Staff Publications

Staff Publications

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    'Staff publications' is the digital repository of Wageningen University & Research

    'Staff publications' contains references to publications authored by Wageningen University staff from 1976 onward.

    Publications authored by the staff of the Research Institutes are available from 1995 onwards.

    Full text documents are added when available. The database is updated daily and currently holds about 240,000 items, of which 72,000 in open access.

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Record number 499133
Title Intrinsic competition between primary hyperparasitoids of the solitary endoparasitoid Cotesia rubecula
Author(s) Zhu, Feng; Lammers, Mark; Harvey, J.A.; Poelman, E.H.
Source Ecological Entomology (2016). - ISSN 0307-6946 - p. 292 - 300.
DOI https://doi.org/10.1111/een.12303
Department(s) Laboratory of Entomology
EPS
Publication type Refereed Article in a scientific journal
Publication year 2016
Keyword(s) Baryscapus galactopus - Contest competition - Insect parasitoid - Intrinsic competition - Mesochorus gemellus - Primary hyperparasitoid - 017-3928
Abstract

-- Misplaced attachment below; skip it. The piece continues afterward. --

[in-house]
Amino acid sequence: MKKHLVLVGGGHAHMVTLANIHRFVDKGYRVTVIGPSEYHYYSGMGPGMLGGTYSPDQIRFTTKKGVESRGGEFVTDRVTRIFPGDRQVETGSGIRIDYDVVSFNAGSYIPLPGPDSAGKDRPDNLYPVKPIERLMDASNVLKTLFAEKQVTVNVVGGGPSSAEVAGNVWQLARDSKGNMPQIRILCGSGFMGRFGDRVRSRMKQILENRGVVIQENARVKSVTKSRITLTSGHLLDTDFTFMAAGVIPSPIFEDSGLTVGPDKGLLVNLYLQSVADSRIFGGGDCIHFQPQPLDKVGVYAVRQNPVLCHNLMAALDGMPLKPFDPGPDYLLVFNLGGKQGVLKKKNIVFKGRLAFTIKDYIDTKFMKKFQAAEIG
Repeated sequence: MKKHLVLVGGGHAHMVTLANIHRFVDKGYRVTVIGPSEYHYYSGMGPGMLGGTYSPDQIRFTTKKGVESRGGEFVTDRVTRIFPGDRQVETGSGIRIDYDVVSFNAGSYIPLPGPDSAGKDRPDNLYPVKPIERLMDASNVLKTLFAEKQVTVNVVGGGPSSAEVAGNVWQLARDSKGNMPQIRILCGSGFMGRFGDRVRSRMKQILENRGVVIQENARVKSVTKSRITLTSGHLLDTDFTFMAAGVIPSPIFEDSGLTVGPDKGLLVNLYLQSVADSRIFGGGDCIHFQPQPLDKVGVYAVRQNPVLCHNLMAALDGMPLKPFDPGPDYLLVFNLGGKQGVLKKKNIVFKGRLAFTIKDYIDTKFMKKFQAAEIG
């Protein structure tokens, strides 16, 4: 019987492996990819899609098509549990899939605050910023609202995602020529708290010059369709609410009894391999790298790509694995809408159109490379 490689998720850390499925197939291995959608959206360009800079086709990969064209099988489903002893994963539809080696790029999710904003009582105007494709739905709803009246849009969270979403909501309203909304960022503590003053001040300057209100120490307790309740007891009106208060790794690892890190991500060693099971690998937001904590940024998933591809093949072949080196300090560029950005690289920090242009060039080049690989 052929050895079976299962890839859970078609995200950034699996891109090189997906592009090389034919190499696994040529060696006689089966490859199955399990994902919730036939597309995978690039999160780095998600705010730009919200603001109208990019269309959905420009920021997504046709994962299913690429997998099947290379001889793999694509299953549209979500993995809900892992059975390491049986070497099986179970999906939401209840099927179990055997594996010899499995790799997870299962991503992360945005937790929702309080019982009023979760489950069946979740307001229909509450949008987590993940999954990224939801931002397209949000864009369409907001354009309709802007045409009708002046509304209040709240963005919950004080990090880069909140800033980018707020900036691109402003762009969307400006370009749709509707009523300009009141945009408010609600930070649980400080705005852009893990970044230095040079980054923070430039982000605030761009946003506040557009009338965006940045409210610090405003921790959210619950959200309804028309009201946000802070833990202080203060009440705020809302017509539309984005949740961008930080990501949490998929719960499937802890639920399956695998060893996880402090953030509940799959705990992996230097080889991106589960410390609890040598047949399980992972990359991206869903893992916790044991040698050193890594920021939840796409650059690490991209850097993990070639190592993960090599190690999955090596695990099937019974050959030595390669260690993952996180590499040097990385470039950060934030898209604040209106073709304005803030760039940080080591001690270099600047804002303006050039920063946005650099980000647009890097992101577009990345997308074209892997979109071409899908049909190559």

1. In nature, competitive interactions occur when different species exploit similar niches. Parasitic wasps (parasitoids) often have narrow host ranges and need to cope with competitors that use the same host species for development of their offspring. When larvae of different parasitoid species develop in the same host, this leads to intrinsic and often contest competition. Thus far, most studies on intrinsic competition have focused on primary parasitoids. However, competition among primary hyperparasitoids, parasitic wasps that use primary parasitoids as a host, has been little studied. 2. This study investigated intrinsic competition between two primary hyperparasitoids, the gregarious Baryscapus galactopus and the solitary Mesochorus gemellus, which lay their eggs in primary parasitoid larvae of Cotesia rubecula, while those in turn are developing inside their herbivore host, Pieris rapae. The aims were to identify: (i) which hyperparasitoid is the superior competitor; and (ii) whether oviposition sequence affects the outcome of intrinsic competition. 3. The results show that B. galactopus won 70% of contests when the two hyperparasitoids parasitised the host at the same time, and 90% when B. galactopus oviposited first. When M. gemellus had a 48h head start, the two hyperparasitoids had an equal chance to win the competition. This suggests that B. galactopus is an intrinsically superior competitor to M. gemellus. Moreover, the outcome of competition is affected by time lags in oviposition events. 4. In contrast to what has been reported for primary parasitoids, we found that a gregarious hyperparasitoid species had a competitive advantage over a solitary species.

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